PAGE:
By Dennis Hartley
(Originally posted on Digby’s Hullabaloo on July 17, 2021)
Five (Imprint Films; region-free)
Writer-director Arch Oboler’s 1951 film is rarely mentioned in the same breath as “seminal” Cold War era nuclear survivor dramas like On the Beach, Panic in the Year Zero, or The World, the Flesh, and the Devil-but it predates them all by at least a decade. Despite its low budget, no-name cast and relative obscurity, Five is Oboler’s magnum opus (especially compared to the rest of his oeuvre, which is largely comprised of psychotronic fare like Bwana Devil, The Twonky, and The Bubble).
The setup is familiar; a handful of survivors from disparate sociopolitical and ethnic backgrounds find each other after a nuclear holocaust. They end up living together in an abandoned Frank Lloyd Wright house on a California mountaintop. It doesn’t take long for the joy of newfound camaraderie and spirit of egalitarianism to wane, as the story becomes a cautionary parable a la Animal Farm.
When I re-watched the film recently, I was surprised at how relevant certain elements are to our current political climate (particularly when one survivor outs himself as a fascistic white supremacist-which begs comparisons to Hitchcock’s Lifeboat). Oboler’s choice of exterior locales is imaginative (e.g., a haunting scene that features characters wandering through a devastated cityscape is quite effective and belies the modest $75,000 budget).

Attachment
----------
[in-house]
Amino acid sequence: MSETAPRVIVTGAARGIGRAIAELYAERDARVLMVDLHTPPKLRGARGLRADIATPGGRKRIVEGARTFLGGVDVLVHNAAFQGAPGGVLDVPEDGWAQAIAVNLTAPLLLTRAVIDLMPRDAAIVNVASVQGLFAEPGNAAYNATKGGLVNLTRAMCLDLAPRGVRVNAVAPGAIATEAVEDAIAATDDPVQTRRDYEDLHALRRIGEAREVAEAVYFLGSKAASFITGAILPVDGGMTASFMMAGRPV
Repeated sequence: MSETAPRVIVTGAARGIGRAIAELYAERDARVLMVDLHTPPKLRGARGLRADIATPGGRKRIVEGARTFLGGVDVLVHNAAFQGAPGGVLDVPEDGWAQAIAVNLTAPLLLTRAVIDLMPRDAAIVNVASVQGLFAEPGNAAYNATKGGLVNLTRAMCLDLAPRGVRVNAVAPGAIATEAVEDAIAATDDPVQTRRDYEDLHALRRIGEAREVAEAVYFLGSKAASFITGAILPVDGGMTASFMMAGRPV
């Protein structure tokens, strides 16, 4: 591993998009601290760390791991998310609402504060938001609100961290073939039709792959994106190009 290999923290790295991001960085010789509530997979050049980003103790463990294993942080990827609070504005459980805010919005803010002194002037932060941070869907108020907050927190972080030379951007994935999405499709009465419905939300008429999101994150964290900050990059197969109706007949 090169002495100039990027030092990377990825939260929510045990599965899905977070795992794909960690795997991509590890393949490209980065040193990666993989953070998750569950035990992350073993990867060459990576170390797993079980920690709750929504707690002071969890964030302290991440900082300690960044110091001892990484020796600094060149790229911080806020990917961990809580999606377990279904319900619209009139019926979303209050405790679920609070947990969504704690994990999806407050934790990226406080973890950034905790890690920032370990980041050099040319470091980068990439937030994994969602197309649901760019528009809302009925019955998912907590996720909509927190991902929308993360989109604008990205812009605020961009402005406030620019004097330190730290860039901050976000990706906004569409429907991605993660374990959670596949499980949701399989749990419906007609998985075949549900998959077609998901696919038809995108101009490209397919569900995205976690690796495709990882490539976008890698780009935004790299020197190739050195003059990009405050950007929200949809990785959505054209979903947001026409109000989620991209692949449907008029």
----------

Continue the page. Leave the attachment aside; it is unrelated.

Image and sound on the Imprint Films Blu-ray displays a marked improvement over the Sony Pictures DVD. The new commentary track with film critic Glenn Erickson and Oboler expert Matthew Rovner is packed with insightful observations and fascinating trivia about the making of the film. There is also an engaging 25-minute video essay by journalist and film critic Kim Newman, who sheds light on Oboler’s earlier career producing radio dramas in the 1940s. A must-have for the “post-apocalyptic” completist.